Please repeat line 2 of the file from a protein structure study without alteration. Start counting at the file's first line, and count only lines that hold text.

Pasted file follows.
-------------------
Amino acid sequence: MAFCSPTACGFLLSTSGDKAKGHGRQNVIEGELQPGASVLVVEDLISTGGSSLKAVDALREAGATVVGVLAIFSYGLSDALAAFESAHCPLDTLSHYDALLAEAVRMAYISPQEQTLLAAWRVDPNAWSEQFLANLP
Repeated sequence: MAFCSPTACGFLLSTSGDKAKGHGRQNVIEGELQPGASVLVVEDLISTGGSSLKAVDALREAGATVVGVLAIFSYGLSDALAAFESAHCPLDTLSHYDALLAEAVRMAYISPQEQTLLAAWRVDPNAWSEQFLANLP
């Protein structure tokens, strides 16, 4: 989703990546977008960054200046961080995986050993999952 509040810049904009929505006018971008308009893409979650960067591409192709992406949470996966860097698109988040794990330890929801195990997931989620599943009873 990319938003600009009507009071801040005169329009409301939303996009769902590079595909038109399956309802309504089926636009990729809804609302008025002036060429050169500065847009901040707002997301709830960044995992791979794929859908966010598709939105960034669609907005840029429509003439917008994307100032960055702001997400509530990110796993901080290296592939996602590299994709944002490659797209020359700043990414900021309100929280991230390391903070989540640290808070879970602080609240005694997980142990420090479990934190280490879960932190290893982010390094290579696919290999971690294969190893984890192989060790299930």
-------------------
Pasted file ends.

Repeated sequence: MAFCSPTACGFLLSTSGDKAKGHGRQNVIEGELQPGASVLVVEDLISTGGSSLKAVDALREAGATVVGVLAIFSYGLSDALAAFESAHCPLDTLSHYDALLAEAVRMAYISPQEQTLLAAWRVDPNAWSEQFLANLP